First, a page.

Camping. Camping with kids. Did you just flinch? Or did you sigh? I loved camping as a kid and even as an adult. Cozy tents, a kaleidoscope of stars, crackling campfires, and spending the day covered in a layer of dirt was charming, even exhilarating. From Girl Scout trips to 3am munchies on the Guadalupe, I loved it all. Now, camping as a parent? That's tricky, even a bit scary.
Some of our dear friends are avid campers. They were raised camping and have been taking their children since they were babies. I remember my girlfriend showing me a picture of her son in a pack-and-play surrounded by a blanket of rust-colored fallen leaves with columns of sunlight piercing through the tree tops. They had just gotten back from their annual camping trip and were putting the feelers out- trying to see if we'd be interesting in going with them sometime. I didn't hesitate, "No way! There is absolutely no way Little Girl (a baby at the time) would ever fall asleep (until the age of four she was a difficult sleeper, only closing her eyes for 9-12 hours as a newborn) in a tent and I don't think I could ever get my husband in one."
A few years later, they asked again. At this point, Little Girl was four and Baby Girl was two. Baby Girl had just finished successfully potty-training and we had just survived eight days in Disney World. We can handle it, we thought. Luckily, our friends were taking on much of the responsibility by deciding to host us. They were bringing and cooking all the food. Phew. I brought ingredients to make a dessert I found on Pinterest and we brought all the necessary gear- tent, blow-up mattresses, marshmallow skewers, soap, water, and books. When we arrived at Tyler State Park, we were stunned by the scenery and the spacious campsite, fully-equipped with electricity and running water. The bathrooms were pretty close too.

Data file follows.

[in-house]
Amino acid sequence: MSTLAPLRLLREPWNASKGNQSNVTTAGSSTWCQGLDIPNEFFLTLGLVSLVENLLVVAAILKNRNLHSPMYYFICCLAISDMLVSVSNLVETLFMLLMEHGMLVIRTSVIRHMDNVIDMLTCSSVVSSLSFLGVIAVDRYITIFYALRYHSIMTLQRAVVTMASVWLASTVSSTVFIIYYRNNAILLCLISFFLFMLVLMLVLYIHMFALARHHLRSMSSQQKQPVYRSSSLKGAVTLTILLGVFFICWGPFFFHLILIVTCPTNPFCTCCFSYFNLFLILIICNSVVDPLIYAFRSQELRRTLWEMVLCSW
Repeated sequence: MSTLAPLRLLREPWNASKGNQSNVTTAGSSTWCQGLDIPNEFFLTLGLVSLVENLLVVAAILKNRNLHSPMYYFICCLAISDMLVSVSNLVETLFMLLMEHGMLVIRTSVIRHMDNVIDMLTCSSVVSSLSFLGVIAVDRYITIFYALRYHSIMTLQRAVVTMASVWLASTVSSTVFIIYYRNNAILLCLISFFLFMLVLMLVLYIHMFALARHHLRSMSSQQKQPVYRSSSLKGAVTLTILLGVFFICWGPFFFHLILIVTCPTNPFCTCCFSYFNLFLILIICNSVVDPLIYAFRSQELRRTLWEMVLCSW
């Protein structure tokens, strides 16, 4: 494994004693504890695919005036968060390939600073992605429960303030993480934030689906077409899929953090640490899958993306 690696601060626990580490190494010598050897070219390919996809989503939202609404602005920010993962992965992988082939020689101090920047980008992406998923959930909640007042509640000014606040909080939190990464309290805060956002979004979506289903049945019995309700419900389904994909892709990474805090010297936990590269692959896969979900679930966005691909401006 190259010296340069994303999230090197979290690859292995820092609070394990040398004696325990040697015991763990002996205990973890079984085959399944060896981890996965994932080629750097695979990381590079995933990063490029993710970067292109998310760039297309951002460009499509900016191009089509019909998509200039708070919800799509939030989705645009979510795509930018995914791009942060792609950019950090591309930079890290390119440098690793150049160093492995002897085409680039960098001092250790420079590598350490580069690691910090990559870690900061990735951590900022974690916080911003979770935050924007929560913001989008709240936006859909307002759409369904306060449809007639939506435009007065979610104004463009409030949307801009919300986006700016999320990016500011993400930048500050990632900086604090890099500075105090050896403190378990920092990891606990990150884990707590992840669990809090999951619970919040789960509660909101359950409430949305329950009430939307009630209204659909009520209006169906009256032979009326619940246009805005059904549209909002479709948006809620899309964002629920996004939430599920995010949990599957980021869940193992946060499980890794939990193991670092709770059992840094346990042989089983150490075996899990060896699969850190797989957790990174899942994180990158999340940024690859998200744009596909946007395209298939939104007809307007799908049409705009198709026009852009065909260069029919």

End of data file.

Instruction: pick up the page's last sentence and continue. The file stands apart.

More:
|Camping at Tyler State Park in Texas,|
|Little Girl putting OFF on everyone.|
Our girls ended up eating the emergency grilled cheese I brought, just in case they wouldn't be adventurous at dinner time. As it turns out, grilled cheese has never tasted as good until you've cooked it on the campfire- so gooey and warm. With the exception of "bath time" (showering at a campsite with small children was so much trouble for me...I might have been better off hosing them down back at the tents), the rest of the evening was perfect. S'mores. Kids' bed time. Adult beverages and belly laughs. The only rookie mistake we made was inflating the mattresses during the day. We must have warned and corrected the kids a hundred times not to jump on the beds. I woke up about fifteen times that night on the floor because my mattress was leaking.
The next morning, the moms took the kids to play at the park while the dads prepared a delicious breakfast. Dessert was next. When you're camping you can have dessert after every meal, right? Baby Girl helped me whip together cake batter, we poured it into hollowed-out orange rinds, and let them cook. The moist fists of chocolate cake soaked up the citrus and warmed us up for the day. We took a wonderfully easy, yet beautiful, hike before leaving that afternoon. It was a perfect trip.
|Hiking in Tyler State Park.|